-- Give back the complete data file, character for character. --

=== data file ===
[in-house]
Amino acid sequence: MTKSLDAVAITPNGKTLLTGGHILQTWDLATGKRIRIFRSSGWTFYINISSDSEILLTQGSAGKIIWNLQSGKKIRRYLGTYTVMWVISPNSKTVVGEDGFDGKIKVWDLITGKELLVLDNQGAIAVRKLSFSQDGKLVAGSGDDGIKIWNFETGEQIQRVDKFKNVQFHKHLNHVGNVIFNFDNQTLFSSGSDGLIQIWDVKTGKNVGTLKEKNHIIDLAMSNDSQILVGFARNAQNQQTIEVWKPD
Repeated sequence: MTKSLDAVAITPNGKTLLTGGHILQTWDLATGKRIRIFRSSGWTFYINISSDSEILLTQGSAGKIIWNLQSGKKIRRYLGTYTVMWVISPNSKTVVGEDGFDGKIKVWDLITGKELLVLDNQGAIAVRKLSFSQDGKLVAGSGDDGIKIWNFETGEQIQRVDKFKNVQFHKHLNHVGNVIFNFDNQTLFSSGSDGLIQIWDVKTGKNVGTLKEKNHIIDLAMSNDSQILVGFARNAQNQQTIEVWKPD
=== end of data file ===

[in-house]
Amino acid sequence: MTKSLDAVAITPNGKTLLTGGHILQTWDLATGKRIRIFRSSGWTFYINISSDSEILLTQGSAGKIIWNLQSGKKIRRYLGTYTVMWVISPNSKTVVGEDGFDGKIKVWDLITGKELLVLDNQGAIAVRKLSFSQDGKLVAGSGDDGIKIWNFETGEQIQRVDKFKNVQFHKHLNHVGNVIFNFDNQTLFSSGSDGLIQIWDVKTGKNVGTLKEKNHIIDLAMSNDSQILVGFARNAQNQQTIEVWKPD
Repeated sequence: MTKSLDAVAITPNGKTLLTGGHILQTWDLATGKRIRIFRSSGWTFYINISSDSEILLTQGSAGKIIWNLQSGKKIRRYLGTYTVMWVISPNSKTVVGEDGFDGKIKVWDLITGKELLVLDNQGAIAVRKLSFSQDGKLVAGSGDDGIKIWNFETGEQIQRVDKFKNVQFHKHLNHVGNVIFNFDNQTLFSSGSDGLIQIWDVKTGKNVGTLKEKNHIIDLAMSNDSQILVGFARNAQNQQTIEVWKPD